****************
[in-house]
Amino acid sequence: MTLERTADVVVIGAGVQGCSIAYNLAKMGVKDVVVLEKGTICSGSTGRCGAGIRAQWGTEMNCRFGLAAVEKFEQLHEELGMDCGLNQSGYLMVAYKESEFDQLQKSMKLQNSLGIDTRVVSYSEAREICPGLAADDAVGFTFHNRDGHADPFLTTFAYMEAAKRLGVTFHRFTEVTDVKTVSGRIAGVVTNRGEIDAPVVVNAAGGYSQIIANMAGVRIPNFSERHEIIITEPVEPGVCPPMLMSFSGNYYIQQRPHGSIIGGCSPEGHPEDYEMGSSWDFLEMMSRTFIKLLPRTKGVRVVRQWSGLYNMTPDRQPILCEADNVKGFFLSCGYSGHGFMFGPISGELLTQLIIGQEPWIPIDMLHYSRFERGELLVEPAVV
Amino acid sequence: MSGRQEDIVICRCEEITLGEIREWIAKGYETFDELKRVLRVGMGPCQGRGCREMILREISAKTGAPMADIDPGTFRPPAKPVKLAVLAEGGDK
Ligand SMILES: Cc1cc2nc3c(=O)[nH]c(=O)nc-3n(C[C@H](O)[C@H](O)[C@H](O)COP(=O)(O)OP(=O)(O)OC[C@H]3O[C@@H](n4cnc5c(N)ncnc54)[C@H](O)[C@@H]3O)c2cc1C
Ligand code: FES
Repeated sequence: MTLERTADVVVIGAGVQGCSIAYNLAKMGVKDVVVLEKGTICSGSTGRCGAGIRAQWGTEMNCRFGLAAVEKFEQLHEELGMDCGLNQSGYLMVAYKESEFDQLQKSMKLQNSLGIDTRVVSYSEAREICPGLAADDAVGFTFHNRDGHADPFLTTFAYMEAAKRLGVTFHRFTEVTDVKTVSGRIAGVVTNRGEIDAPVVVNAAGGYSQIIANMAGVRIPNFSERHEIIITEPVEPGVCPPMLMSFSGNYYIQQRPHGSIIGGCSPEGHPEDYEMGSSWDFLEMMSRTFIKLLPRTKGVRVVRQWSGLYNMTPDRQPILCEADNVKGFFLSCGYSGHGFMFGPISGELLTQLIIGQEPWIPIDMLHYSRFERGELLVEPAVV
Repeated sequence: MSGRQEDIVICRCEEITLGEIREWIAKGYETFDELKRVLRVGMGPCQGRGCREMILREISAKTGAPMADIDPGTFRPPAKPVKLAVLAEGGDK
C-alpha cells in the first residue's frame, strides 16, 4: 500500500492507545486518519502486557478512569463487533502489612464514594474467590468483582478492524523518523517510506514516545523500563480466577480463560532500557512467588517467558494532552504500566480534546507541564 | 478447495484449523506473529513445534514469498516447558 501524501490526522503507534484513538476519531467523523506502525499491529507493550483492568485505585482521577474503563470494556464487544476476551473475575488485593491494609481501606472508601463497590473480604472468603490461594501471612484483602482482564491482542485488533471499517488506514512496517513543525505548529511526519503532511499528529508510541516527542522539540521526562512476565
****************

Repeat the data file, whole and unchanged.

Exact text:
[in-house]
Amino acid sequence: MTLERTADVVVIGAGVQGCSIAYNLAKMGVKDVVVLEKGTICSGSTGRCGAGIRAQWGTEMNCRFGLAAVEKFEQLHEELGMDCGLNQSGYLMVAYKESEFDQLQKSMKLQNSLGIDTRVVSYSEAREICPGLAADDAVGFTFHNRDGHADPFLTTFAYMEAAKRLGVTFHRFTEVTDVKTVSGRIAGVVTNRGEIDAPVVVNAAGGYSQIIANMAGVRIPNFSERHEIIITEPVEPGVCPPMLMSFSGNYYIQQRPHGSIIGGCSPEGHPEDYEMGSSWDFLEMMSRTFIKLLPRTKGVRVVRQWSGLYNMTPDRQPILCEADNVKGFFLSCGYSGHGFMFGPISGELLTQLIIGQEPWIPIDMLHYSRFERGELLVEPAVV
Amino acid sequence: MSGRQEDIVICRCEEITLGEIREWIAKGYETFDELKRVLRVGMGPCQGRGCREMILREISAKTGAPMADIDPGTFRPPAKPVKLAVLAEGGDK
Ligand SMILES: Cc1cc2nc3c(=O)[nH]c(=O)nc-3n(C[C@H](O)[C@H](O)[C@H](O)COP(=O)(O)OP(=O)(O)OC[C@H]3O[C@@H](n4cnc5c(N)ncnc54)[C@H](O)[C@@H]3O)c2cc1C
Ligand code: FES
Repeated sequence: MTLERTADVVVIGAGVQGCSIAYNLAKMGVKDVVVLEKGTICSGSTGRCGAGIRAQWGTEMNCRFGLAAVEKFEQLHEELGMDCGLNQSGYLMVAYKESEFDQLQKSMKLQNSLGIDTRVVSYSEAREICPGLAADDAVGFTFHNRDGHADPFLTTFAYMEAAKRLGVTFHRFTEVTDVKTVSGRIAGVVTNRGEIDAPVVVNAAGGYSQIIANMAGVRIPNFSERHEIIITEPVEPGVCPPMLMSFSGNYYIQQRPHGSIIGGCSPEGHPEDYEMGSSWDFLEMMSRTFIKLLPRTKGVRVVRQWSGLYNMTPDRQPILCEADNVKGFFLSCGYSGHGFMFGPISGELLTQLIIGQEPWIPIDMLHYSRFERGELLVEPAVV
Repeated sequence: MSGRQEDIVICRCEEITLGEIREWIAKGYETFDELKRVLRVGMGPCQGRGCREMILREISAKTGAPMADIDPGTFRPPAKPVKLAVLAEGGDK
C-alpha cells in the first residue's frame, strides 16, 4: 500500500492507545486518519502486557478512569463487533502489612464514594474467590468483582478492524523518523517510506514516545523500563480466577480463560532500557512467588517467558494532552504500566480534546507541564 | 478447495484449523506473529513445534514469498516447558 501524501490526522503507534484513538476519531467523523506502525499491529507493550483492568485505585482521577474503563470494556464487544476476551473475575488485593491494609481501606472508601463497590473480604472468603490461594501471612484483602482482564491482542485488533471499517488506514512496517513543525505548529511526519503532511499528529508510541516527542522539540521526562512476565